Blue hydrogen produced from methane with carbon capture and storage may have “unique advantages” over green H2, but concerns over greenhouse gas emissions will constrain the former’s development, according to new analysis from Fitch Solutions.

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“While blue hydrogen offers unique benefits, including the ability to decarbonize fossil fuels and prolong the use of existing fossil fuel assets, several challenges will restrain its growth over the near-term with ESG [Environmental, Social, and Corporate Governance] standards posing risks to proliferation,” the analyst writes in its new outlook report for low-carbon hydrogen.

Fitch explains that blue hydrogen is appealing to large energy firms as it represents a way to mitigate emissions while retaining “some level of economic viability” from their fossil-fuel assets. This will allow “existing reserves to be exploited without impacting commitments to reduce carbon emissions”, it says, adding that blue H2 can also supply greater volumes of hydrogen “in contrast to the similar size outputs of green systems”.

The report says that the renewable energy capacity needed to supply large amounts of green hydrogen is “highly restrictive, acting as a curtailing factor on the segment’s development in the near term”.

But it adds: “However, we expect several technological barriers to scaling and cost for blue hydrogen will prove prohibitively expensive without high carbon prices.”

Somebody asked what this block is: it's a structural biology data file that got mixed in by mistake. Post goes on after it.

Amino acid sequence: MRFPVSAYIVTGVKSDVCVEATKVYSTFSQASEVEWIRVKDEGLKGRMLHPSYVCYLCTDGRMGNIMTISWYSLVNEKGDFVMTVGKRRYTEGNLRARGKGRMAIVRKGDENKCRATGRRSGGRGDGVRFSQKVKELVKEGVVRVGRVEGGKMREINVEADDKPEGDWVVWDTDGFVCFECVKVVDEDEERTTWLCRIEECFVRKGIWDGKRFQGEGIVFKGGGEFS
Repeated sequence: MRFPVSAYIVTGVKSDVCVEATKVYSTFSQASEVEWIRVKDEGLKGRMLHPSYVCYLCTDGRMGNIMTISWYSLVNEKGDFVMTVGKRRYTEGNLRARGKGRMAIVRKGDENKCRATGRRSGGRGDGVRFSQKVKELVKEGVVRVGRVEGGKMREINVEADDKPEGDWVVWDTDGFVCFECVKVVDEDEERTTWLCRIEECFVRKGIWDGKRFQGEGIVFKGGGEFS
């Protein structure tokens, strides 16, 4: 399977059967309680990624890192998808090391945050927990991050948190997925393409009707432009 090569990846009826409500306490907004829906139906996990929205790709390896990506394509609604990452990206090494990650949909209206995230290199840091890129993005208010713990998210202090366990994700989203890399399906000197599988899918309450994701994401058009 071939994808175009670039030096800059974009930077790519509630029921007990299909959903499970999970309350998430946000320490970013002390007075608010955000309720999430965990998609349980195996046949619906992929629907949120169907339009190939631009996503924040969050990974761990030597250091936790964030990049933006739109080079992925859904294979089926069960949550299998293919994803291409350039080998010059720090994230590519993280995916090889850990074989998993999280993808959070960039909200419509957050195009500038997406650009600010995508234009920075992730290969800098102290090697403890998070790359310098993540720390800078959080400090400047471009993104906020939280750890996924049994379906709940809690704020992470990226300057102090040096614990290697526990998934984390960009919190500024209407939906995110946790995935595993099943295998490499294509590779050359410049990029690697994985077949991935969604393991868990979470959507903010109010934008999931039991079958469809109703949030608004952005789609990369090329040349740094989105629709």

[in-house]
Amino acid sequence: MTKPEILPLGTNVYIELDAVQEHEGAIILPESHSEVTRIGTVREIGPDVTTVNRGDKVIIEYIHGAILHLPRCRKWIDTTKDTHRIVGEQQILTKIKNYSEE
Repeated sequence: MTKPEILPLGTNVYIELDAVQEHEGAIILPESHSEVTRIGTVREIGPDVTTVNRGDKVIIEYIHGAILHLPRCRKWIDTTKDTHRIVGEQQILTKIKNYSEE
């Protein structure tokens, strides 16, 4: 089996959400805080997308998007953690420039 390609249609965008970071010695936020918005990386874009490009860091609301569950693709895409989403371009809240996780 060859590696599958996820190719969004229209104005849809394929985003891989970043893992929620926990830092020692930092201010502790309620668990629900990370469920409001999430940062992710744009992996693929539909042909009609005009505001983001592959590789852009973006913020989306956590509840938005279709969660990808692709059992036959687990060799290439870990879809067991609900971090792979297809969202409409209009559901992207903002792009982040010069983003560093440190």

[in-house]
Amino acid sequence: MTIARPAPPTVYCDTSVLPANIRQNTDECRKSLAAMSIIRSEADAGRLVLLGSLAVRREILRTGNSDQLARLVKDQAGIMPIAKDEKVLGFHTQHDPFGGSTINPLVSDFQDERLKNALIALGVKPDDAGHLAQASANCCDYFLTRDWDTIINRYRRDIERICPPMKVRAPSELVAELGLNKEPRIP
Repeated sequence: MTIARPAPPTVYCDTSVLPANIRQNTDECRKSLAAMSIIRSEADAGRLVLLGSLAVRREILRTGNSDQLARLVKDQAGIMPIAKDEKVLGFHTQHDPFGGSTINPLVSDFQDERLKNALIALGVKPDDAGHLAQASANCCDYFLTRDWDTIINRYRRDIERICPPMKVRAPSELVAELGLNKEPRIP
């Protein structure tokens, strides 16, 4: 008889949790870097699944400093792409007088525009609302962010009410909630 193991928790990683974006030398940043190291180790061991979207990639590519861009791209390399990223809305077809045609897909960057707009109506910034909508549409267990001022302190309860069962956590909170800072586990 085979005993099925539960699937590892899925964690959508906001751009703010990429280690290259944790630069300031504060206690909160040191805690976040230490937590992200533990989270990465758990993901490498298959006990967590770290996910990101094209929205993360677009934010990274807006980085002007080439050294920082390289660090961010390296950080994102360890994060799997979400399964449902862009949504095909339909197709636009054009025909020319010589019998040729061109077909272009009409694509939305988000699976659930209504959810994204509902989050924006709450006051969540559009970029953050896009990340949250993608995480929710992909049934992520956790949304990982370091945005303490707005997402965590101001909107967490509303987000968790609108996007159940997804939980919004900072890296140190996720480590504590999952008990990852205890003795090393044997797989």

The report continues: “Ongoing legislation and financial backing may be restricted from business as-usual fossil fuel expansion with Environmental, Social, and Corporate Governance (ESG) regulations tightening around such investments.

“There are two key issues that are being raised, the first being the locking-in of infrastructure and assets that are carbon-intensive processes, and the second being the blue hydrogen production process itself. It has been outlined that the full emissions profile of blue hydrogen is not entirely emissions-free and some research estimates that it could produce 20% more emissions in some cases than existing grey hydrogen production from natural gas.”

It is not possible to capture all the emissions from the methane reforming processes used to produce H2, while upstream methane emissions also contribute to its greenhouse gas footprint.

“Therefore, comparing blue against green outlines a key flaw in investing in the hydrogen sector, as blue is significantly more polluting. As such, while blue hydrogen presents unique advantages, we expect that the project pipeline will remain much more constrained than green hydrogen over the coming years, resulting in subdued growth prospects and investment.”

The study adds that green hydrogen continues to dominate the global low-carbon H2 pipeline, accounting for “an overwhelming majority of projects”.

“The pipeline for hydrogen projects in our Key Projects Database has increased significantly over the past six months from 139 projects over Q2 21 to 190 by Q4 21. We highlight that the growth is primarily driven by the green subsector, with a sizeable 174 green hydrogen projects against 15 for blue hydrogen.”

The leading companies in the green hydrogen space are French utility Engie, with 12 projects, Spanish gas distributor Enagas (10), Shell and Orsted (7 each), and industrial gases company Air Liquide, Australian company Fortescue Future Industries, and German utility RWE all on six.